Worms are internal parasites in the digestive tract which drain your pets of blood and nutrients. Though these silent predators pop up more often than you may like, they are just as easy to treat.
How Does My Pet Get Worms?
Puppies and kittens contract worms from their mother, who passes these intestinal inconveniences through her placenta into her babies before they are born. This transfer also happens as she nurses, which is why puppies, kittens, and mothers should be wormed regularly.
Unfortunately, the newborn stage is not the end of it. Mature cats and dogs can also host these unwanted party guests through the following:
- Eggs embedded in soil after your pet has defecated in it
- Digesting fleas, or the feces of other animals
- Catching prey, like mice and snails
Types of Worms
There are four types of digestive worms:
Roundworms, which fester in the intestines, can grow up to half a foot in length.
Hookworms are named as such for their ability to “hook” onto the intestinal wall, which can produce bloody stools or anemia due to bleeding in the bowel.
Unlike the roundworm, tapeworms are flat. Sometimes parts of the tapeworm break off and stick to your pet’s anus. These pieces are visible to the naked eye and look similar to grains of rice.
Finally, the whipworm lives in the large intestine, and is so thin it is difficult to detect—both by the naked eye and microscopically.
Only roundworms and tapeworms can be seen by the naked eye, which is why it’s important to take your pet to the vet to check a stool sample through a microscope if you suspect an infestation.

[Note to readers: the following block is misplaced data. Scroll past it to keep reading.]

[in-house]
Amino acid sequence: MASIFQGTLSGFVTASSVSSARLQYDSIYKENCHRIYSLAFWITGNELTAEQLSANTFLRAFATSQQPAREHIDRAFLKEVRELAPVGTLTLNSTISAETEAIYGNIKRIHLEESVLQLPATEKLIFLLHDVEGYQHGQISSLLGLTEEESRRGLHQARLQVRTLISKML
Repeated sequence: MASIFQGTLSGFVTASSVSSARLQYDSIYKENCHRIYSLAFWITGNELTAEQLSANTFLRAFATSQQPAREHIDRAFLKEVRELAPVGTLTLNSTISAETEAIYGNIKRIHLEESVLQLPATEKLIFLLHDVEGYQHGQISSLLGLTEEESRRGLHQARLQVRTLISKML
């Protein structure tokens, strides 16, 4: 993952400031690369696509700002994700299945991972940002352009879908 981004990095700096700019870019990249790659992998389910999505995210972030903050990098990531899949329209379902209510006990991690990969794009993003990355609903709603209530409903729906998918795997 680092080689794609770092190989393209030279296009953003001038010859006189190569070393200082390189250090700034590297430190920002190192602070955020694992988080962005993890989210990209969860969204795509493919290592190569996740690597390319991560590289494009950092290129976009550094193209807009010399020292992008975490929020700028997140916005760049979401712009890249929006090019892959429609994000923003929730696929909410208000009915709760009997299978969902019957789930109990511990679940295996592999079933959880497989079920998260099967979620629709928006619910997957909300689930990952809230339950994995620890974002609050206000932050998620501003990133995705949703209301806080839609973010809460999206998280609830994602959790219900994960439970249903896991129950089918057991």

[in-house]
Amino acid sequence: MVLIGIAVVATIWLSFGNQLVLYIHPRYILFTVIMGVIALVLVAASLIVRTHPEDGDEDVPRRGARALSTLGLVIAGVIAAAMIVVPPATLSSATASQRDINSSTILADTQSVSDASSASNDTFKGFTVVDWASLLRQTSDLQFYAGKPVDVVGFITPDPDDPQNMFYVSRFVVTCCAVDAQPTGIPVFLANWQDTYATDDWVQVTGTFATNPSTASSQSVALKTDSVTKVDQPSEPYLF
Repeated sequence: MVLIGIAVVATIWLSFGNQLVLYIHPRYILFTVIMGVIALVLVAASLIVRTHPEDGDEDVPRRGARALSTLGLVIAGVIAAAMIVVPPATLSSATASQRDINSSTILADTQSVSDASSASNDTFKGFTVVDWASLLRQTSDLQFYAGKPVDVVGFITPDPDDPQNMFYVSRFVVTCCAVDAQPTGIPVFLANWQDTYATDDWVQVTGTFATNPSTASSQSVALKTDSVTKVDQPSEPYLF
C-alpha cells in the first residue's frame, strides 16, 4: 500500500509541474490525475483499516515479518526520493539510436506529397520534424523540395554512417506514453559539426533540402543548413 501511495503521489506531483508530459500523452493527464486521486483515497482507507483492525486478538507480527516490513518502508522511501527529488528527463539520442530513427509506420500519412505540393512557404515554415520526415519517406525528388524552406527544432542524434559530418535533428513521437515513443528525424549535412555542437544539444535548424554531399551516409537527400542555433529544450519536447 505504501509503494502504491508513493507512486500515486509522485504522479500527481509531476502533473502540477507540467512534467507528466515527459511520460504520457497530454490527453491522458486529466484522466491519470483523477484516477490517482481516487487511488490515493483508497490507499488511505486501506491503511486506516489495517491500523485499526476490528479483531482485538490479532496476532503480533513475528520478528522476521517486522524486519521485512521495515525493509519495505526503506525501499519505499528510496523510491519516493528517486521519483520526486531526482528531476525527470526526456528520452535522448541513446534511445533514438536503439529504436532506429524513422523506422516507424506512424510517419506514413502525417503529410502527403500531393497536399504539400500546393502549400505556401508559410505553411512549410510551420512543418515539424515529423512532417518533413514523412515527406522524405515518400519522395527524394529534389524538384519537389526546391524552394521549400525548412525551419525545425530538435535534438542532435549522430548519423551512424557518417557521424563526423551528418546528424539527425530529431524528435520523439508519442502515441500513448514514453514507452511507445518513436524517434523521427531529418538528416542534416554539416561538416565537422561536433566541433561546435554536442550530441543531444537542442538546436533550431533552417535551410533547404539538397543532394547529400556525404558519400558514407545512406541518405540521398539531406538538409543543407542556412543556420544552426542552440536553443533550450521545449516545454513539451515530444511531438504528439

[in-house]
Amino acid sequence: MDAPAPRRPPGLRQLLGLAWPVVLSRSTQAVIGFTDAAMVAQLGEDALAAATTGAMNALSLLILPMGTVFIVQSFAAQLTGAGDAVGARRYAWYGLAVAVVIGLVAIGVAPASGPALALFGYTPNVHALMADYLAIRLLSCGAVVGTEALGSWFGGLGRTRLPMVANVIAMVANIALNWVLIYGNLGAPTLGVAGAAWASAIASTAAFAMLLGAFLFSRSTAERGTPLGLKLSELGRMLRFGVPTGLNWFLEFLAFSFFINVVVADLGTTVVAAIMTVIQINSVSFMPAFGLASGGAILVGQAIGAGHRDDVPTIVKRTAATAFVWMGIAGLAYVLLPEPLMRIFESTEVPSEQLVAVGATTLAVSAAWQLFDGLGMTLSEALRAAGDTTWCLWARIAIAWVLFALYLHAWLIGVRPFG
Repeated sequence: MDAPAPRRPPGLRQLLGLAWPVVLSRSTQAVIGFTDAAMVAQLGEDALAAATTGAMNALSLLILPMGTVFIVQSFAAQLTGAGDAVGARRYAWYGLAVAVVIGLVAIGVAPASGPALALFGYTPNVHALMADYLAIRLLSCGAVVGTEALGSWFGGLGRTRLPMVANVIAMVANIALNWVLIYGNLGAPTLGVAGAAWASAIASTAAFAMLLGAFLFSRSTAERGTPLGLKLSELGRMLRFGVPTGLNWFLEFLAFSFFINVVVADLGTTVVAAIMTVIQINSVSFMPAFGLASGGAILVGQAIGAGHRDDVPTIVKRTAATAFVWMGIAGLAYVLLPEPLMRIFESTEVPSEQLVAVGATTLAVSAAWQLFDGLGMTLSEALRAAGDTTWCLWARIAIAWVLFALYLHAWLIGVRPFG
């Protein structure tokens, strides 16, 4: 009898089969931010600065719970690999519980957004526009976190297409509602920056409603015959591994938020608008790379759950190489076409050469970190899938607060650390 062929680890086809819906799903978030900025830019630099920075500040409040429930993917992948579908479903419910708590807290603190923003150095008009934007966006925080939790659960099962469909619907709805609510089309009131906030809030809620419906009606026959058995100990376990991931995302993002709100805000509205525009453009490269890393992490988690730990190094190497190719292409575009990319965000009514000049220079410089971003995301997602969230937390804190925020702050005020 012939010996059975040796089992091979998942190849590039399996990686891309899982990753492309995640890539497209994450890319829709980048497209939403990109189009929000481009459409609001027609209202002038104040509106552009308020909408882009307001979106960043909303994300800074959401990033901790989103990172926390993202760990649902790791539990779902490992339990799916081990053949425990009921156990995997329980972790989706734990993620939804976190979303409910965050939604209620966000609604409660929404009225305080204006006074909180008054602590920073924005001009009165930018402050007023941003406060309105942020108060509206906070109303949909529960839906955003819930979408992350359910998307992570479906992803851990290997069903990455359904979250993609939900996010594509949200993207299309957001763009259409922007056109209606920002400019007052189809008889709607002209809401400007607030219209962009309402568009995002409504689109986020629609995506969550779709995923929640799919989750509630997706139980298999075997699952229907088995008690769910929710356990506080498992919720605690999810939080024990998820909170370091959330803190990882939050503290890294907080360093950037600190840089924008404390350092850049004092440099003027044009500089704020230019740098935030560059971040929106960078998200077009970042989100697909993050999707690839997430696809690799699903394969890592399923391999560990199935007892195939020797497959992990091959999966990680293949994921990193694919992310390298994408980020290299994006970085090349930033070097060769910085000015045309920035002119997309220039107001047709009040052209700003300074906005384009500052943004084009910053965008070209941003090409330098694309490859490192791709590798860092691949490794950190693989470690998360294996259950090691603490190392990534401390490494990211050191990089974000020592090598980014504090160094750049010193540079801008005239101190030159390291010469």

Worms: How Can I Tell If My Pet Has Them?
Visibly catching worms at work is not an easy task. Here are some signs that can clue you into your pet’s predicament:
- Bloated stomach or belly that seemed to appear out of nowhere
- Regular vomiting, even vomiting up worms
- Frequent loose stools or diarrhea, which may have blood in it. This could also indicate other serious conditions, in which case, ring your vet.
- Scratching or rubbing against the ground or furniture, particularly around the rear. This could also indicate anal glands. In either case, call your vet.
- Weight loss or a decrease in energy, activity, or appetite, as worms steal your pet’s nutrients
- Dry hair or poor appearance overall
- Visible worms or eggs in the feces; worms in the fur, or around the rear
- None at all. Sometimes, worm eggs or larvae hide in your pet’s body and stir only during stress
How Are Worms Diagnosed?
Fecal exams are regularly done, but if you have noticed the above symptoms since your last visit, the vet will test your pet through a stool sample.
How Do I Treat Worms?
Deworming medications are used to treat your pet and are mostly found over the counter. Talk to your veterinarian to discover which type will work best for your furry friend, as each worm requires its own treatment; no one de-wormer can cure them all.
How Often Should I Deworm My Pet?
The American Association of Veterinary Parasitologists (AAVP) and the Center for Disease Control and Prevention (CDC) both recommend regular deworming of dogs and cats. Keep in mind that worms can infect people, too, so regular deworming not only helps keep your pet happy; it also protects your human family, too.
The following is a general deworming schedule. The time between each depends on the type of dog or cat you have, so it’s best to confirm a timeline with your veterinarian.
- Puppies and kittens: Every 2 weeks from 2 weeks of age until 3 months, each month until 6 months of age, and again at 1 year
- Adult dogs and cats: Twice a year for life
- Strictly inside cats: Once a year
- Cats that like to hunt: Up to 3 times a year
- Adopted pets: Immediately, with at least 2 more treatments every 2 weeks
If this process or parasite sound intimidating, have no fear. With the right amount of love and attention to your furry friend, these, too, shall pass.